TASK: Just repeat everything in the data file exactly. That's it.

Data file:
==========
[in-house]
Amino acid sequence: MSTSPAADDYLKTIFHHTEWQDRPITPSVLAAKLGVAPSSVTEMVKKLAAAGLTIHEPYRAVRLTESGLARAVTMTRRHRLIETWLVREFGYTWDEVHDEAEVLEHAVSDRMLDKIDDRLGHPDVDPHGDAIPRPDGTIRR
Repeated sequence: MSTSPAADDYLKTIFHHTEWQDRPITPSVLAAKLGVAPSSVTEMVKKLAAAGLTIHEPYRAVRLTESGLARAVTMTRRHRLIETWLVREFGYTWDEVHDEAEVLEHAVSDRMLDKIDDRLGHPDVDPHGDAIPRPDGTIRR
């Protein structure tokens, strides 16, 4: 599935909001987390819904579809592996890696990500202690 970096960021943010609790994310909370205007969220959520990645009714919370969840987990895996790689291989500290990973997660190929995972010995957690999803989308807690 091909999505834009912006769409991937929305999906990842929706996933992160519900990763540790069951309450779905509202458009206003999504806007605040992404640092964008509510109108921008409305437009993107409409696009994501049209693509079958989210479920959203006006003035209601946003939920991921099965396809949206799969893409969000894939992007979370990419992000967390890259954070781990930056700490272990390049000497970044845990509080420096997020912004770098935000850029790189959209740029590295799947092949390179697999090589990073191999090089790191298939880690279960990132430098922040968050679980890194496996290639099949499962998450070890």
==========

[in-house]
Amino acid sequence: MSTSPAADDYLKTIFHHTEWQDRPITPSVLAAKLGVAPSSVTEMVKKLAAAGLTIHEPYRAVRLTESGLARAVTMTRRHRLIETWLVREFGYTWDEVHDEAEVLEHAVSDRMLDKIDDRLGHPDVDPHGDAIPRPDGTIRR
Repeated sequence: MSTSPAADDYLKTIFHHTEWQDRPITPSVLAAKLGVAPSSVTEMVKKLAAAGLTIHEPYRAVRLTESGLARAVTMTRRHRLIETWLVREFGYTWDEVHDEAEVLEHAVSDRMLDKIDDRLGHPDVDPHGDAIPRPDGTIRR
């Protein structure tokens, strides 16, 4: 599935909001987390819904579809592996890696990500202690 970096960021943010609790994310909370205007969220959520990645009714919370969840987990895996790689291989500290990973997660190929995972010995957690999803989308807690 091909999505834009912006769409991937929305999906990842929706996933992160519900990763540790069951309450779905509202458009206003999504806007605040992404640092964008509510109108921008409305437009993107409409696009994501049209693509079958989210479920959203006006003035209601946003939920991921099965396809949206799969893409969000894939992007979370990419992000967390890259954070781990930056700490272990390049000497970044845990509080420096997020912004770098935000850029790189959209740029590295799947092949390179697999090589990073191999090089790191298939880690279960990132430098922040968050679980890194496996290639099949499962998450070890």